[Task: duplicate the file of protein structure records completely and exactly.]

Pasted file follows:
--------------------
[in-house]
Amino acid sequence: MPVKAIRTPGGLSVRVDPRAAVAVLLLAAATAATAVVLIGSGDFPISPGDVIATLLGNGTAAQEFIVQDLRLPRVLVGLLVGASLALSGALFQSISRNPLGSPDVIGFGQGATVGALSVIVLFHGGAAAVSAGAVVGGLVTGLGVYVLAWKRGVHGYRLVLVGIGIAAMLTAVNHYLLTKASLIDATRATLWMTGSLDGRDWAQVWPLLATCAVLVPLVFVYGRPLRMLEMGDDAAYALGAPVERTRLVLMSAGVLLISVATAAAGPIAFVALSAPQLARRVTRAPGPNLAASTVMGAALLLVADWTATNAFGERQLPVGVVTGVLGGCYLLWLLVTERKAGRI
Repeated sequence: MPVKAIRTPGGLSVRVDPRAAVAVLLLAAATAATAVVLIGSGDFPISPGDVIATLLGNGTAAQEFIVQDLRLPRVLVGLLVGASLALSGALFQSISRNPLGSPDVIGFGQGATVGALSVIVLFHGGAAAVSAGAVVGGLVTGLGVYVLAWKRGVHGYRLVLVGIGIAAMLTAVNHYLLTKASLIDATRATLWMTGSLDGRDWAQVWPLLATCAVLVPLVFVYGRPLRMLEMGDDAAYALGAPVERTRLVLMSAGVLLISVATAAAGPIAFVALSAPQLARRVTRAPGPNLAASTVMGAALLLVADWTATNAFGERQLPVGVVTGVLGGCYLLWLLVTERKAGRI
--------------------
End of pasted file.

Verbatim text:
[in-house]
Amino acid sequence: MPVKAIRTPGGLSVRVDPRAAVAVLLLAAATAATAVVLIGSGDFPISPGDVIATLLGNGTAAQEFIVQDLRLPRVLVGLLVGASLALSGALFQSISRNPLGSPDVIGFGQGATVGALSVIVLFHGGAAAVSAGAVVGGLVTGLGVYVLAWKRGVHGYRLVLVGIGIAAMLTAVNHYLLTKASLIDATRATLWMTGSLDGRDWAQVWPLLATCAVLVPLVFVYGRPLRMLEMGDDAAYALGAPVERTRLVLMSAGVLLISVATAAAGPIAFVALSAPQLARRVTRAPGPNLAASTVMGAALLLVADWTATNAFGERQLPVGVVTGVLGGCYLLWLLVTERKAGRI
Repeated sequence: MPVKAIRTPGGLSVRVDPRAAVAVLLLAAATAATAVVLIGSGDFPISPGDVIATLLGNGTAAQEFIVQDLRLPRVLVGLLVGASLALSGALFQSISRNPLGSPDVIGFGQGATVGALSVIVLFHGGAAAVSAGAVVGGLVTGLGVYVLAWKRGVHGYRLVLVGIGIAAMLTAVNHYLLTKASLIDATRATLWMTGSLDGRDWAQVWPLLATCAVLVPLVFVYGRPLRMLEMGDDAAYALGAPVERTRLVLMSAGVLLISVATAAAGPIAFVALSAPQLARRVTRAPGPNLAASTVMGAALLLVADWTATNAFGERQLPVGVVTGVLGGCYLLWLLVTERKAGRI